You hear from so many people. And I think the striking thing about this prize, compared with other prizes, is that you hear as much from people not in science as in science. I hadn’t realized what a significance it is for all the world. The Nobels really have this position that everybody knows about them and they’re ?? as some kind of a social distinction as well as a scientific distinction. So I heard from all sorts of people I had not heard from in a long time as well as lots and lots of people that I didn’t know at all who just wanted to write and congratulate or make a comment about the work because it was Nobel.
John Sulston was born in Buckinghamshire on 24 March 1942, the son of a Church of England minister and a schoolteacher. A childhood obsession with how things worked – whether animate or inanimate – led to a degree in Natural Sciences at the University of Cambridge, specialising in organic chemistry. He stayed on to do a PhD in the synthesis of oligonucleotides, short stretches of RNA.
It was a postdoctoral position at the Salk Institute in California that opened Sulston's eyes to the uncharted frontiers where biology and chemistry meet. He worked with Leslie Orgel, a British theoretical chemist who had become absorbed in the problem of how life began. On Orgel's recommendation, Francis Crick then recruited Sulston for the Medical Research Council's Laboratory of Molecular Biology in Cambridge.
He arrived there in 1969, and joined the laboratory of Sydney Brenner. Brenner had set out to understand the sequence of events from gene to whole, living, behaving organism by studying the tiny nematode worm Caenorhabditis elegans.
For more than 20 years Sulston worked on the worm, charting for the first time the sequence of cell divisions that lead from a fertilised egg to an adult worm, identifying genetic mutations that interfere with normal development, and then going on to map and sequence the 100 million letters of DNA code that make up the worm genome.
The success of this last project, carried out jointly with Bob Waterston of Washington University in St Louis, led the Wellcome Trust to put Sulston at the head of the Sanger Centre, established in 1993 to make a major contribution to the international Human Genome Project. There he led a team of several hundred scientists who completed the sequencing of one third of the 3-billion-letter human genome, together with the genomes of many important pathogens such as the tuberculosis and leprosy bacilli.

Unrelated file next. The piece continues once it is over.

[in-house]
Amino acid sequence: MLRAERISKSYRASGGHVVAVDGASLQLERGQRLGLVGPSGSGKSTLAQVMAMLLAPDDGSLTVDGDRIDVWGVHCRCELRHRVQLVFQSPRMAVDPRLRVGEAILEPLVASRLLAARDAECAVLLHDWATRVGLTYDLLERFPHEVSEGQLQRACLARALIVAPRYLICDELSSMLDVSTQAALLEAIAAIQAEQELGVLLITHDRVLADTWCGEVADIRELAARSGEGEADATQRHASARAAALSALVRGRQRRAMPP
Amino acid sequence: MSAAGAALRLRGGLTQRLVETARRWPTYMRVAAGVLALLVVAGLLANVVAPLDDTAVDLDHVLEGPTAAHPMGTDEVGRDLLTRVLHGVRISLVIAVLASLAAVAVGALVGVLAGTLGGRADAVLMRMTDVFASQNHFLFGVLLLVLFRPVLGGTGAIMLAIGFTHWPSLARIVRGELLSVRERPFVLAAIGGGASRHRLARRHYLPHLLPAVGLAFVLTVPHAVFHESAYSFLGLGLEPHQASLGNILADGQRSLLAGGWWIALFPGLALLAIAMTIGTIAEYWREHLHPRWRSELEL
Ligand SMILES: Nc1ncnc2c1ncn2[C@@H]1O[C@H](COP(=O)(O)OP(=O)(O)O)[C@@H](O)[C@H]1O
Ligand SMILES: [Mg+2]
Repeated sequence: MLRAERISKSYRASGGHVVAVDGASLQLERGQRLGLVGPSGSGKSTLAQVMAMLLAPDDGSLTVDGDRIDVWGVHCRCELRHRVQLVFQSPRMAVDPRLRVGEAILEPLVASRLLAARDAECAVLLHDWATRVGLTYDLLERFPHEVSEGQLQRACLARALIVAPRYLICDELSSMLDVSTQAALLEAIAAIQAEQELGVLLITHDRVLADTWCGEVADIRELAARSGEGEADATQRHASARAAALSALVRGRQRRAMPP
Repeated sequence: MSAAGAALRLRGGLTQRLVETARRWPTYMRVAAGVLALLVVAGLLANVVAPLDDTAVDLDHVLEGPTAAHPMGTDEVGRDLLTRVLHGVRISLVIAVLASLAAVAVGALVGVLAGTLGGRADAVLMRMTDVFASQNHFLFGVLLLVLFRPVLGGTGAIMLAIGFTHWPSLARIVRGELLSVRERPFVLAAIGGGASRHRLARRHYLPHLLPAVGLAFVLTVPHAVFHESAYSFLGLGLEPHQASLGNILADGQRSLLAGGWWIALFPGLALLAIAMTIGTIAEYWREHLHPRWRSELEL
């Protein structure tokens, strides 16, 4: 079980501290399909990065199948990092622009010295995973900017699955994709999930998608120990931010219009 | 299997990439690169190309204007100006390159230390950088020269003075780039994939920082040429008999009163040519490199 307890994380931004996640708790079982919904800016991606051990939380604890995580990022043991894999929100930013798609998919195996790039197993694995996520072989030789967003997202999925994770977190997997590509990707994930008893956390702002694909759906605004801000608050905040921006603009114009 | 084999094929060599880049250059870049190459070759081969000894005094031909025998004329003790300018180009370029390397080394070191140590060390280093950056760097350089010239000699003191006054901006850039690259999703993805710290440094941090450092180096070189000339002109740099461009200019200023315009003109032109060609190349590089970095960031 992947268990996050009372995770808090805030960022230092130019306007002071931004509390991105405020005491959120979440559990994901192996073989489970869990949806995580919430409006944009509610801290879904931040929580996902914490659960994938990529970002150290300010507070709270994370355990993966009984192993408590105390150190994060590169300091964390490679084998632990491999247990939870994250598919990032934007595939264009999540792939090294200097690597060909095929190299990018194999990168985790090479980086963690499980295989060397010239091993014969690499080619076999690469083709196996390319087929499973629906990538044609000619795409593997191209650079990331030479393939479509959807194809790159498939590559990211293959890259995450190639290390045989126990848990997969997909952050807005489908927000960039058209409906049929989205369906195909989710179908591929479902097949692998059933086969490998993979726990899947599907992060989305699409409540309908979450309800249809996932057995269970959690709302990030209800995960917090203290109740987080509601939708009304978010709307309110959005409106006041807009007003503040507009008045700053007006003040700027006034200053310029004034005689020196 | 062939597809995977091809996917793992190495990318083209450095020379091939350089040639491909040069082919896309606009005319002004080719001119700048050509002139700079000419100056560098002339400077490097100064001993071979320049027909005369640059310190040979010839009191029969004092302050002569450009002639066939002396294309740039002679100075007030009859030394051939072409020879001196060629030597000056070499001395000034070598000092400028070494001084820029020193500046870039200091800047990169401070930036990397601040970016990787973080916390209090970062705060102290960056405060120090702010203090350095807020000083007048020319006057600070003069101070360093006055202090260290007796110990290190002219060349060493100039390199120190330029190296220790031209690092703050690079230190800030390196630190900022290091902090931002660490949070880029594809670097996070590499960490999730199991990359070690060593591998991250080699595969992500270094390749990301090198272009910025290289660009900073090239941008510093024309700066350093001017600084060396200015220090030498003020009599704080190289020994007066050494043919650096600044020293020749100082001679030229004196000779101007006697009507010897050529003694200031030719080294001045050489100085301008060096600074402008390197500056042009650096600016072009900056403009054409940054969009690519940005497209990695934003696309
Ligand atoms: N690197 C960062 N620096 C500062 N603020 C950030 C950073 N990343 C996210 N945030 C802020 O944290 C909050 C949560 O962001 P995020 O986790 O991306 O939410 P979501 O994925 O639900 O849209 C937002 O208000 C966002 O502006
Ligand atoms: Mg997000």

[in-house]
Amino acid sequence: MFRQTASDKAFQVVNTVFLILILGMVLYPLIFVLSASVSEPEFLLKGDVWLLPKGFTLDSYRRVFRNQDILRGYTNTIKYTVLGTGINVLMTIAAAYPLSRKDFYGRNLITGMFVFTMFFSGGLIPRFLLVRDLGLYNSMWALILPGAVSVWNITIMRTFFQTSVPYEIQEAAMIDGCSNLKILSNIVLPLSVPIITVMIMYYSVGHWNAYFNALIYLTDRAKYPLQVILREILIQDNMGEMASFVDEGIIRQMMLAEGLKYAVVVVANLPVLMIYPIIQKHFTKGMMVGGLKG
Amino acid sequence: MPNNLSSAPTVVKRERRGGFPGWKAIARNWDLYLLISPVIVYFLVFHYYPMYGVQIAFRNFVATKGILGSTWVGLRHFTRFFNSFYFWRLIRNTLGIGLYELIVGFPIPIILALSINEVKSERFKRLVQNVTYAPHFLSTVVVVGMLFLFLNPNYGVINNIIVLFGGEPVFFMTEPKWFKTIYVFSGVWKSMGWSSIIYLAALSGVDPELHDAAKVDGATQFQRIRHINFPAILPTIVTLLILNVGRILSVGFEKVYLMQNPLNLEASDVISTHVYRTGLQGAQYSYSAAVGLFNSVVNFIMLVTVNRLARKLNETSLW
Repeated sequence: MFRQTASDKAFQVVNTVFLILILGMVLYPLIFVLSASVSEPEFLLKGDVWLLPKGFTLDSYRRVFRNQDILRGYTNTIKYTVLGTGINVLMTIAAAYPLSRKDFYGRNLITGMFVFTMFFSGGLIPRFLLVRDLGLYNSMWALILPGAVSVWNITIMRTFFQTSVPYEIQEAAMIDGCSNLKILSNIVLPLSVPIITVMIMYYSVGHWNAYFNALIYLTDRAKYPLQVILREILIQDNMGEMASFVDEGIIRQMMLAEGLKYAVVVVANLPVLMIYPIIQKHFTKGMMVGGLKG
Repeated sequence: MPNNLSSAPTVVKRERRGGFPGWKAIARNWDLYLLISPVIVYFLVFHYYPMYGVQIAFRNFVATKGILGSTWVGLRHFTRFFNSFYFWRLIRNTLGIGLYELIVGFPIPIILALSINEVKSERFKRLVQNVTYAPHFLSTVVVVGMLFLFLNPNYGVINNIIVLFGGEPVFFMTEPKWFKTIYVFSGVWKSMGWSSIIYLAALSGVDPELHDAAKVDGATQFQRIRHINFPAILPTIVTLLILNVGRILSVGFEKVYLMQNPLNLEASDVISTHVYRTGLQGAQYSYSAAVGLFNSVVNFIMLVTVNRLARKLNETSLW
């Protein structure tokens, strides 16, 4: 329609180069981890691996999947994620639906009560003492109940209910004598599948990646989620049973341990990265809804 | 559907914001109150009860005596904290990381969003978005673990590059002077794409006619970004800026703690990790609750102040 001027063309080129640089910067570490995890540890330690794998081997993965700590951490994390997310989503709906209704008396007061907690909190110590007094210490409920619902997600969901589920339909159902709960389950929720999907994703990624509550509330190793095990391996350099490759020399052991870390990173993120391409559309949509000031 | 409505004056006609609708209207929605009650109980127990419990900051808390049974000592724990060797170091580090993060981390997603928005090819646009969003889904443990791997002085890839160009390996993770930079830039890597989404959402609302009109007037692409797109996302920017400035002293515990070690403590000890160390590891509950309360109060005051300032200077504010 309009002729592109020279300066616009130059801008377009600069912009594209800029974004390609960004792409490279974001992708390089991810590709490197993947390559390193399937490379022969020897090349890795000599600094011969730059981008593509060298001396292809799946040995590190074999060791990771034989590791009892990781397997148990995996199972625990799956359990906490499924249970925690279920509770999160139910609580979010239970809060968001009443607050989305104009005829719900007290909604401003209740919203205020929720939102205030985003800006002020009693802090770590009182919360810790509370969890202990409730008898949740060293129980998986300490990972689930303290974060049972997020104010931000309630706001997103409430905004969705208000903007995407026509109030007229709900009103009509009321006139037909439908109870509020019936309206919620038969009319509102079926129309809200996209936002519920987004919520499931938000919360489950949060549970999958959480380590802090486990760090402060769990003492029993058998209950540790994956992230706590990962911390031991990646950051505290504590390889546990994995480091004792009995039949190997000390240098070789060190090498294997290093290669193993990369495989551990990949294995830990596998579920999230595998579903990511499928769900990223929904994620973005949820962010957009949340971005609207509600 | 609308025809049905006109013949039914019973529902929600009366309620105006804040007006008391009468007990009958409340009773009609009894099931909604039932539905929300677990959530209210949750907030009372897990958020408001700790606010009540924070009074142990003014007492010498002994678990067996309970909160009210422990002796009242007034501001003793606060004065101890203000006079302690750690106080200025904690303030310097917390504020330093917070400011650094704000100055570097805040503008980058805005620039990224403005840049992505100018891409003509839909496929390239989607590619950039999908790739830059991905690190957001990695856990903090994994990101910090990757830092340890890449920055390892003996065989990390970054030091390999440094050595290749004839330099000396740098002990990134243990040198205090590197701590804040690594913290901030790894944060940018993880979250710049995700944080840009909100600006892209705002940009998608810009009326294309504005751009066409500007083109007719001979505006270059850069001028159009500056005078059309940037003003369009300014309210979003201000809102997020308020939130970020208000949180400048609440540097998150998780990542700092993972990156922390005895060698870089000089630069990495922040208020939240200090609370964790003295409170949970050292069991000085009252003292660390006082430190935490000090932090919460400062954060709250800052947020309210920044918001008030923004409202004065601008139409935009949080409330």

As the leader of one of the four principal sequencing centres in the world, Sulston was a major influence on the Human Genome Project as a whole, particularly in establishing the principle that the information in the genome should be freely released so that all could benefit.
In 2000 Sulston resigned as director of the Sanger Centre (now the Wellcome Trust Sanger Institute), though he retained an office there for a few more years, continuing to work on the Human Genome Project publications and on outstanding problems with the worm genome.
Anxious to promote his views on free release and global inequality, he published his own account of the 'science, politics and ethics' of the Human Genome Project*, while adding his voice to influential bodies such as the Human Genetics Commission and an advisory group on intellectual property set up by the Royal Society. The same year he gave the Royal Institution Christmas Lectures for children on the topic 'The secrets of life'.
In 2002, John Sulston was awarded the Nobel Prize for Physiology or Medicine jointly with Sydney Brenner and Bob Horvitz, for the work they had done in understanding the development of the worm and particularly the role of programmed cell death.
The Common Thread by John Sulston and Georgina Ferry, Bantam Press 2002.
Taken from: http://genome.wellcome.ac.uk/doc_WTD021047.html
9/2/09 - AC
Written by: Georgina Ferry